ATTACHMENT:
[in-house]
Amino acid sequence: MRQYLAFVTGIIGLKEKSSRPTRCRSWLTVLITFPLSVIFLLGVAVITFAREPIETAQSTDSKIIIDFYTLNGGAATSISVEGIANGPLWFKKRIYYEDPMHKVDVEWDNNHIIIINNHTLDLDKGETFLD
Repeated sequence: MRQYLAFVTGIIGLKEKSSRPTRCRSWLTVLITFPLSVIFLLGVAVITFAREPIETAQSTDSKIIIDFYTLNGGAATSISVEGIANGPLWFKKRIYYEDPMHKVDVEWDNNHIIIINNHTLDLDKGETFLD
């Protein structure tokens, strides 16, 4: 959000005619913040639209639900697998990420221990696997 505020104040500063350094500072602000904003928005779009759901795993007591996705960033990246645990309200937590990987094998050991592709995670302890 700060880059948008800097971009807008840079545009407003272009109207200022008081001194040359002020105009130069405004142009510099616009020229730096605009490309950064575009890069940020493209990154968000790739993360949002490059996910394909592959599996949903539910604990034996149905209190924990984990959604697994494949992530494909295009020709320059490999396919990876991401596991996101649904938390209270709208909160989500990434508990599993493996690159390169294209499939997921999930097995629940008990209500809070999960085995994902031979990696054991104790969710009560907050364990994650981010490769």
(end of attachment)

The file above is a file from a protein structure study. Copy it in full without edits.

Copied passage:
[in-house]
Amino acid sequence: MRQYLAFVTGIIGLKEKSSRPTRCRSWLTVLITFPLSVIFLLGVAVITFAREPIETAQSTDSKIIIDFYTLNGGAATSISVEGIANGPLWFKKRIYYEDPMHKVDVEWDNNHIIIINNHTLDLDKGETFLD
Repeated sequence: MRQYLAFVTGIIGLKEKSSRPTRCRSWLTVLITFPLSVIFLLGVAVITFAREPIETAQSTDSKIIIDFYTLNGGAATSISVEGIANGPLWFKKRIYYEDPMHKVDVEWDNNHIIIINNHTLDLDKGETFLD
């Protein structure tokens, strides 16, 4: 959000005619913040639209639900697998990420221990696997 505020104040500063350094500072602000904003928005779009759901795993007591996705960033990246645990309200937590990987094998050991592709995670302890 700060880059948008800097971009807008840079545009407003272009109207200022008081001194040359002020105009130069405004142009510099616009020229730096605009490309950064575009890069940020493209990154968000790739993360949002490059996910394909592959599996949903539910604990034996149905209190924990984990959604697994494949992530494909295009020709320059490999396919990876991401596991996101649904938390209270709208909160989500990434508990599993493996690159390169294209499939997921999930097995629940008990209500809070999960085995994902031979990696054991104790969710009560907050364990994650981010490769």